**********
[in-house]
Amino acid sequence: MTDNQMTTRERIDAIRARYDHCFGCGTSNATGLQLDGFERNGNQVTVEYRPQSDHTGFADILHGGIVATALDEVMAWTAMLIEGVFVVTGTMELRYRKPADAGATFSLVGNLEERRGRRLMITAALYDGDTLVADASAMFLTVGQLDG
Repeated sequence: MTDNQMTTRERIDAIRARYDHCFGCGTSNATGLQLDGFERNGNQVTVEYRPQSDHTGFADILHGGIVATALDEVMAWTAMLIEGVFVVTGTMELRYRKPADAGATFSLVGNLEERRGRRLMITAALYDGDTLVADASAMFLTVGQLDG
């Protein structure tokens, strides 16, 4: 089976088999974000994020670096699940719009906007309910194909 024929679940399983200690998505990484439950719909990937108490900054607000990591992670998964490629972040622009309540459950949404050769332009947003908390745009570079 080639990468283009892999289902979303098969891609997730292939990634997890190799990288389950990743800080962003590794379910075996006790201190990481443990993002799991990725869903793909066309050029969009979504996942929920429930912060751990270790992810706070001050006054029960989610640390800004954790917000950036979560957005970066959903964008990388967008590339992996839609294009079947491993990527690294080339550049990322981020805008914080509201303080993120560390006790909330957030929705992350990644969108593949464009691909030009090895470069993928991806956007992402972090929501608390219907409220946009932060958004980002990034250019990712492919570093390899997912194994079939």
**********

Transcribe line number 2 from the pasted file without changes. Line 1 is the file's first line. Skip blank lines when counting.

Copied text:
Amino acid sequence: MTDNQMTTRERIDAIRARYDHCFGCGTSNATGLQLDGFERNGNQVTVEYRPQSDHTGFADILHGGIVATALDEVMAWTAMLIEGVFVVTGTMELRYRKPADAGATFSLVGNLEERRGRRLMITAALYDGDTLVADASAMFLTVGQLDG